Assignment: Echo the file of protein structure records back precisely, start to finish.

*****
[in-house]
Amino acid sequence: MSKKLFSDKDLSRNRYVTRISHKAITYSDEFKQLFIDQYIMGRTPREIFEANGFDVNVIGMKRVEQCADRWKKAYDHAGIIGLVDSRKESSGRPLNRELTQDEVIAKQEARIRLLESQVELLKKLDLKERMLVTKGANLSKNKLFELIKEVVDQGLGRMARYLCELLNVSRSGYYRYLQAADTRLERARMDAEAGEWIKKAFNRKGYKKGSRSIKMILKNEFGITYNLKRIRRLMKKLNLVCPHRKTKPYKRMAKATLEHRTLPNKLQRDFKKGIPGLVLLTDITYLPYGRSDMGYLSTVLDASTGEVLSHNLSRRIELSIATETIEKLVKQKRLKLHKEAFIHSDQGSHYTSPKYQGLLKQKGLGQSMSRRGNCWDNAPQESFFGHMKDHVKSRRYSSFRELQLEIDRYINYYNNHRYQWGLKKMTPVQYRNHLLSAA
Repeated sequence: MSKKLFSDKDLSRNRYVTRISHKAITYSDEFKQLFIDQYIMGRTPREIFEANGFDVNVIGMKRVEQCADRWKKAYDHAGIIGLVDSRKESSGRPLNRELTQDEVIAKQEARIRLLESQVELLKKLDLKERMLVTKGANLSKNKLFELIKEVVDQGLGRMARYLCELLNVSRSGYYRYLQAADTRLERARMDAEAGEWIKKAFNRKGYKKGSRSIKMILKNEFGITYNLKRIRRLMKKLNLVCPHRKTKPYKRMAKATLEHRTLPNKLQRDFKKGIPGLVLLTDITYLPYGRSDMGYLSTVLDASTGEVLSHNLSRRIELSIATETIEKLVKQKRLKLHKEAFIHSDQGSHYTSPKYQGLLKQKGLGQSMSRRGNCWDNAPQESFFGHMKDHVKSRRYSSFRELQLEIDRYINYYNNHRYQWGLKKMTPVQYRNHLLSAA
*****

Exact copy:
[in-house]
Amino acid sequence: MSKKLFSDKDLSRNRYVTRISHKAITYSDEFKQLFIDQYIMGRTPREIFEANGFDVNVIGMKRVEQCADRWKKAYDHAGIIGLVDSRKESSGRPLNRELTQDEVIAKQEARIRLLESQVELLKKLDLKERMLVTKGANLSKNKLFELIKEVVDQGLGRMARYLCELLNVSRSGYYRYLQAADTRLERARMDAEAGEWIKKAFNRKGYKKGSRSIKMILKNEFGITYNLKRIRRLMKKLNLVCPHRKTKPYKRMAKATLEHRTLPNKLQRDFKKGIPGLVLLTDITYLPYGRSDMGYLSTVLDASTGEVLSHNLSRRIELSIATETIEKLVKQKRLKLHKEAFIHSDQGSHYTSPKYQGLLKQKGLGQSMSRRGNCWDNAPQESFFGHMKDHVKSRRYSSFRELQLEIDRYINYYNNHRYQWGLKKMTPVQYRNHLLSAA
Repeated sequence: MSKKLFSDKDLSRNRYVTRISHKAITYSDEFKQLFIDQYIMGRTPREIFEANGFDVNVIGMKRVEQCADRWKKAYDHAGIIGLVDSRKESSGRPLNRELTQDEVIAKQEARIRLLESQVELLKKLDLKERMLVTKGANLSKNKLFELIKEVVDQGLGRMARYLCELLNVSRSGYYRYLQAADTRLERARMDAEAGEWIKKAFNRKGYKKGSRSIKMILKNEFGITYNLKRIRRLMKKLNLVCPHRKTKPYKRMAKATLEHRTLPNKLQRDFKKGIPGLVLLTDITYLPYGRSDMGYLSTVLDASTGEVLSHNLSRRIELSIATETIEKLVKQKRLKLHKEAFIHSDQGSHYTSPKYQGLLKQKGLGQSMSRRGNCWDNAPQESFFGHMKDHVKSRRYSSFRELQLEIDRYINYYNNHRYQWGLKKMTPVQYRNHLLSAA